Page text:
97. I’m Bound For The Promised Land
Written by Samuel Stennett, 1787
Performed by The Charioteers, c. early 1940s
From the CD Good News – 100 Gospel Greats (Proper, UK, date unknown)



I am bound for the Promised Land
I am bound for the Promised Land
Oh who will come and go with me?


Here is a version of Reverend Samuel Stennett’s hymn by the Charioteers, an African American vocal harmony group formed in 1930 by singer Billy Williams. The Charioteers recorded gospel and pop, and their heyday was the 1940s. Such was their popularity with both black and white audiences that they were regular guests on Bing Crosby’s Kraft Music Hall for five years.

The group never recorded with Crosby – they were on different labels, but they scored two hits with Frank Sinatra and a further seven top thirty hits before disbanding in the mid 1950s. [1] The Charioteers were from Ohio. So was John P Parker. Parker wasn’t born in Ohio though, he was born in Virginia in 1827, one hundred and three years before Billy Williams put the Charioteers together.

Parker’s father was a white farmer, his mother was a slave. [2] Born a slave, Parker bought his freedom for $18,000 when he was eighteen. In 1850 he moved to Ripley, Ohio. He married, built a house on 300 Front St, and behind the house he built and managed the Ripley Foundry and Machine Company, which was still running in 1981.

If you’re ever in Ripley you can visit Parker’s house. It is a national historic landmark, not so much because of Parker’s public, legal achievements, of which there are many, but because of his illegal involvement in the Underground Railroad, the clandestine route of safe houses run by slaves, former slaves, and sympathetic whites, along which generations of runaway slaves from America’s southern states could plot their journey to freedom in the northern states.

As Cincinnati Enquirer journalist Betsa Marsh put it, for these fugitives, Ohio was the Promised Land. [3] and of the estimated 100,000 slaves who escaped, perhaps 40,000 came through Ohio. [4] Parker was one of the Underground Railroad’s ‘conductors’.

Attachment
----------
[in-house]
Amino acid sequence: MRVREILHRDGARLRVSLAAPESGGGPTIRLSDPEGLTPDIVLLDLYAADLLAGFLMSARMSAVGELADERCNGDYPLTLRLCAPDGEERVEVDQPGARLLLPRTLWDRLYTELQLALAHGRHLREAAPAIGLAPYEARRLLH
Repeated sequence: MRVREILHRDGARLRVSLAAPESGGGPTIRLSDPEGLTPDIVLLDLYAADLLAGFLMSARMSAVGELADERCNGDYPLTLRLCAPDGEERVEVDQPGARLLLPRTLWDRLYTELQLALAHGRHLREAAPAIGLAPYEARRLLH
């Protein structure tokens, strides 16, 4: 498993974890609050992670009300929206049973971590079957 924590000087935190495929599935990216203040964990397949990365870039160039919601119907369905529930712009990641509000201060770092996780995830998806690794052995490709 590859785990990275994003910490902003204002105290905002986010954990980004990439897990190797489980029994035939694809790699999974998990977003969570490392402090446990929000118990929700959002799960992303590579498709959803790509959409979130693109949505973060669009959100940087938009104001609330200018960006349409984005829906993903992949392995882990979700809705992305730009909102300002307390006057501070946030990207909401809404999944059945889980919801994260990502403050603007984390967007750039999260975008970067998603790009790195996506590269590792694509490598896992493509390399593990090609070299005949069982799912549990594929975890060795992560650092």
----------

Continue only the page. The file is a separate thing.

Parker crossed the Ohio River and led at least an estimated thousand fugitives from Kentucky to the safe houses of Ripley. [5] He did this at no small personal cost. The Fugitive Slave Act of 1850 guaranteed that his capture would spell the end of his own freedom. A keen eyed anti abolitionist could earn him or herself $1000 for bringing him in, [6] presumably dead or alive.

John P Parker worked alone: unlike many other abolitionists, he remained separate from organised church groups, which he viewed as an ‘enemy of the people.’ [7]


[1] http://www.singers.com/jazz/vintage/charioteers.html
[2] http://en.wikipedia.org/wiki/John_Parker_(abolitionist)
[3] Betsa Marsh, Cincinnati Enquirer, June 22, 2008.
http://www.courier-journal.com/article/20080622/FEATURES05/806220360/1010/ FEATURES05/For+many+slaves++Ohio+was+the+Promised+Land
[4] Marsh
[5] http://www.aaregistry.com/african_american_history/1227/John_P_Parker_abolitinist_and_inventor
[6] http://en.wikipedia.org/wiki/John_Parker_(abolitionist)
[7] http://www.aaregistry.com/african_american_history/1227/John_P_Parker_abolitinist_and_inventor



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